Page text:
Refugees help put ancient Syrian glass collection on display in Scotland

Refugees help put ancient Syrian glass collection on display in Scotland
A woman walks in a pedestrian precinct in Helensburgh, Scotland, Britain, July 22, 2020. (Reuters)
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Updated 16 November 2020

Refugees help put ancient Syrian glass collection on display in Scotland

Refugees help put ancient Syrian glass collection on display in Scotland
  • Priceless objects from the dawn of glassmaking, dating back 2,000 years, found in museum

LONDON: A collection of ancient Syrian glassware is to be put on display in Scotland for the first time with the assistance of Syrian refugees.

The 30-piece collection dating back around 2,000 years was discovered in storage at a museum in the town of Paisley, Renfrewshire, where it is thought to have resided since 1948.

The museum, currently undergoing a £42 million ($55.38 million) refurbishment, decided to involve local Syrians who fled their country’s war in the display process, from labeling items in English and Arabic to providing context for the collection and explaining its significance today.

Refugee Jamal Horani said his family had owned their own modest collection of glass in Syria, but had been forced to leave everything behind when they fled the city of Homs. 

“I was so pleased to see these objects that had come from Syria to Scotland,” he added. “I don’t know how or why they came here but I feel very proud that we were able to make these masterpieces. It gave me some emotional thoughts about Syria.”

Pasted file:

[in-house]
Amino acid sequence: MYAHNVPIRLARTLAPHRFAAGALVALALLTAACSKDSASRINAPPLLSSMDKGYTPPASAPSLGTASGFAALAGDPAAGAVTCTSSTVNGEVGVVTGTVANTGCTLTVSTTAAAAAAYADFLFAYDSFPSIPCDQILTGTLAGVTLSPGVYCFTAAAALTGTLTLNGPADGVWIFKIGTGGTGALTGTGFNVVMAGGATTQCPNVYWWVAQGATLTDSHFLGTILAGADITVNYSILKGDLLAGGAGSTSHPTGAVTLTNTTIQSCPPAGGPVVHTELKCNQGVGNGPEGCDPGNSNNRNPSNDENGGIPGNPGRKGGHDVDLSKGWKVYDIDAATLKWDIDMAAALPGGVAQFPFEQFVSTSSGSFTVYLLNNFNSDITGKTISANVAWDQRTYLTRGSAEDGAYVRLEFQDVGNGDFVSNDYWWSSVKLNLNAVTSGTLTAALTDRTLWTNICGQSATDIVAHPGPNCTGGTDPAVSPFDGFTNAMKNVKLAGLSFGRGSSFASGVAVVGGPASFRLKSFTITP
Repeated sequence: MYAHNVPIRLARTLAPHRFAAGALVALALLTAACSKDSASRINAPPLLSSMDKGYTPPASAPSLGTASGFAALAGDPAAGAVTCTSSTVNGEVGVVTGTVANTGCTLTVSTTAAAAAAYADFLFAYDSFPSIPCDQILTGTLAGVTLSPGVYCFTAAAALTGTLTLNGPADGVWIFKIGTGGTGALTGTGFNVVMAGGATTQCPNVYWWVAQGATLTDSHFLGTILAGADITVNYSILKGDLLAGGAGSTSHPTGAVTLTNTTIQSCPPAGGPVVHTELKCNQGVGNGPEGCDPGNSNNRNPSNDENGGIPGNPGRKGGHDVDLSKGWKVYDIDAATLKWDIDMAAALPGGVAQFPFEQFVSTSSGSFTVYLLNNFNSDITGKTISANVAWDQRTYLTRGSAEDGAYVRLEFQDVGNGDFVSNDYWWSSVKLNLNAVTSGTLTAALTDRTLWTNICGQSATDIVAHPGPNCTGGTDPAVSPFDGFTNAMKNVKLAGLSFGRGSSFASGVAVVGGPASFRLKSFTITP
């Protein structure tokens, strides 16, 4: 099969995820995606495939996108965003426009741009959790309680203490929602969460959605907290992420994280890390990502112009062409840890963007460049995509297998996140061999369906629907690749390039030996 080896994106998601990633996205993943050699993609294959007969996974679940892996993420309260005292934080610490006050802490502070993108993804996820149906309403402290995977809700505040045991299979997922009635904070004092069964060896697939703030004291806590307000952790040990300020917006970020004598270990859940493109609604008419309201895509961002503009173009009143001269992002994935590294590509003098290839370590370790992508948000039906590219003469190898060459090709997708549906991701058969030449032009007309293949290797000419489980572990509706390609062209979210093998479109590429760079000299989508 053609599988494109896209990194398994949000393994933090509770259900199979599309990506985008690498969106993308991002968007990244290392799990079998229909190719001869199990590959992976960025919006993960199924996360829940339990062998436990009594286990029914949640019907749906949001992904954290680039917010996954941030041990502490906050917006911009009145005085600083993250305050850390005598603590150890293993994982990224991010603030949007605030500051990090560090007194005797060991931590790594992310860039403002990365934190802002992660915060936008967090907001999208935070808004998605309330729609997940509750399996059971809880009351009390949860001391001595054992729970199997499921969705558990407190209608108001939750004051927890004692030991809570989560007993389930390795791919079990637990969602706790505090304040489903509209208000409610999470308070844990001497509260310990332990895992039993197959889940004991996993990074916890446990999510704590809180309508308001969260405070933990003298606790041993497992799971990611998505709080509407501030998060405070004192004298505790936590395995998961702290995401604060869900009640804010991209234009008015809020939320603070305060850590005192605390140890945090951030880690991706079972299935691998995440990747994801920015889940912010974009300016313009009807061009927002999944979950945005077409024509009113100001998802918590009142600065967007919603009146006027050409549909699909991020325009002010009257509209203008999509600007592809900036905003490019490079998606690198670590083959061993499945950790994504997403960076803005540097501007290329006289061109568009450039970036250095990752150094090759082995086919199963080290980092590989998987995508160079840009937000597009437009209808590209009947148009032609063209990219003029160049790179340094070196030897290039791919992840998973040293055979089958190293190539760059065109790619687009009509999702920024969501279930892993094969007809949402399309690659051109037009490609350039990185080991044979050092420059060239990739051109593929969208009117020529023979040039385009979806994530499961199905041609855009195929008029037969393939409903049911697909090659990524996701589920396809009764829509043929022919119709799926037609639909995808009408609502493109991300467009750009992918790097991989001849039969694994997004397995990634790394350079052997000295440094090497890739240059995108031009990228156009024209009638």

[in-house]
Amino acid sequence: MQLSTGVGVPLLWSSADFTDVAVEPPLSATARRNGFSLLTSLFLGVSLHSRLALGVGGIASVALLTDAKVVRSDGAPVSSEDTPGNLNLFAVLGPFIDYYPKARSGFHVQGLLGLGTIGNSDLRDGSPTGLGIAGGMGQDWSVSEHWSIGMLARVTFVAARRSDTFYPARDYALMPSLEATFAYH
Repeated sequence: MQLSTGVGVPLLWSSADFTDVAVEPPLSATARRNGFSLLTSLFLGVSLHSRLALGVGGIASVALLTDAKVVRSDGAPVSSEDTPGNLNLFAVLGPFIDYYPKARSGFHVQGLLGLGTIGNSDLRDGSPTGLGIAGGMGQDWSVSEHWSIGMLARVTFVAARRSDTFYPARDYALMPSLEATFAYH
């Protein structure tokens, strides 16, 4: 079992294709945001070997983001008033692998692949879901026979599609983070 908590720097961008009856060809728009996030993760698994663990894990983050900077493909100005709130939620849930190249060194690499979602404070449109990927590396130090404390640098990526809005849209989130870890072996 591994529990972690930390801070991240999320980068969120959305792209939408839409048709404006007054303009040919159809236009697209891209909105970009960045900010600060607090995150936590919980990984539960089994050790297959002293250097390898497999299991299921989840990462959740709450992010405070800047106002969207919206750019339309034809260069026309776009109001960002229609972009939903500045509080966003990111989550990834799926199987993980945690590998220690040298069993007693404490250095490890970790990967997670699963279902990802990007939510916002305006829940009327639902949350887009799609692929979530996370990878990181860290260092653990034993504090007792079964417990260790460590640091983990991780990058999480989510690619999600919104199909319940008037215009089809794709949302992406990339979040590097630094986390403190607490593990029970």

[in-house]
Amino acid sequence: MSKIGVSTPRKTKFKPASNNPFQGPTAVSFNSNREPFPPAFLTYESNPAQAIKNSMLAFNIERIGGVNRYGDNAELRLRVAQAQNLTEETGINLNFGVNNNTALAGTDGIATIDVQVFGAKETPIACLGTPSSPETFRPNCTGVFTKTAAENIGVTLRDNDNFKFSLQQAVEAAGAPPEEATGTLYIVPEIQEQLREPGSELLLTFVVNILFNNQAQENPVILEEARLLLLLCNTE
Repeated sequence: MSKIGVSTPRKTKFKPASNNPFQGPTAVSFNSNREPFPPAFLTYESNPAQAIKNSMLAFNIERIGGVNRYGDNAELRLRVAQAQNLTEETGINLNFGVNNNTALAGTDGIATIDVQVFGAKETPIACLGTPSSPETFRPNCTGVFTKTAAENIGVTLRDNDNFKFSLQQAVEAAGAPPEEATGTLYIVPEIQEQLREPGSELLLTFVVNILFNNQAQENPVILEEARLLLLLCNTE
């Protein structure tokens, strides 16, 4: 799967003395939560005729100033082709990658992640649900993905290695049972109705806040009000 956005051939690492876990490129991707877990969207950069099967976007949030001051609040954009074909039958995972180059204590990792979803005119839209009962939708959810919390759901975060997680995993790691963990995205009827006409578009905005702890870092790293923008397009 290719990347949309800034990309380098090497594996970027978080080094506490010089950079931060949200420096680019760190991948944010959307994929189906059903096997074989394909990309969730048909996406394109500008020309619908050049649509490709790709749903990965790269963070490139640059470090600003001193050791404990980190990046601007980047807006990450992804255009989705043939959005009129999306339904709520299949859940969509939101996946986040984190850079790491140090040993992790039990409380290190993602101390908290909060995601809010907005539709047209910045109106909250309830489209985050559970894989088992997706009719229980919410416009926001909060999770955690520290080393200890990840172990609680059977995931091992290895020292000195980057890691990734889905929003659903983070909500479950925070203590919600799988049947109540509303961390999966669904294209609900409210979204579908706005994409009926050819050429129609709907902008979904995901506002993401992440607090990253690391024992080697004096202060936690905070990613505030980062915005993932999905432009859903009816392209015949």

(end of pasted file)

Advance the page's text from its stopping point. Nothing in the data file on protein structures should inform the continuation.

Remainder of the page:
His sister Khadeja said: “To see them takes us back to old memories, when tourists would come from all over the world to buy our glass.”

Syria’s glassmaking industry was, until the outbreak of the war, revered worldwide for the skills of its artisans.

Horani’s wife Maryam said: “Syrian people are very sociable, with families visiting and eating together. We tend to keep special glass not for meals but for ornaments, which we can talk about to the younger generation and introduce them to their culture.”

The glassware collection is thought to have been bought from an antique dealer in Syria by the family of Elizabeth Spiers Paterson, before being bequeathed to the Paisley Museum in 1948.

Joel Fagan, a research assistant at the museum, said: “It’s incredible they (the items) survived. We could have just thrown them in a case but we didn’t feel that was acceptable. We wanted to bring the museum to the Syrian community.”

He added: “These objects come from a time when glass-blowing had only just been invented, but the glass industry has been booming in Syria continuously until the current conflict.”

Renfrewshire is home to around 200 Syrian refugees, with 28 children having been born to the community since it was established as part of the UK government’s official resettlement scheme in 2015.

“We didn’t know much about Scotland before we came, and we had some concerns about the weather and a new culture, but we’ve been able to get on well, make new friends, and now we’re part of the community as well as guests,” Horani said.

Khadeja said she hopes the display will let visitors see a different side of Syria’s history than the one they have become accustomed to in modern times.

“We’d like visitors to understand that we have a great civilization, and that our glassmaking is known across the world,” she added.


Yemen’s government vows to mitigate effects of Houthi terrorism designation

Yemen’s government vows to mitigate effects of Houthi terrorism designation
A military vehicle is stationed on the tarmac of Yemen’s Aden airport. Yemen says the Stockholm Agreement has failed to bring peace to the country. (File/AFP)
Updated 18 January 2021

Yemen’s government vows to mitigate effects of Houthi terrorism designation

Yemen’s government vows to mitigate effects of Houthi terrorism designation
  • International community urged not to surrender to ‘blackmailing and intimidation’ 
  • Stockholm Agreement has failed to bring peace, Yemen PM said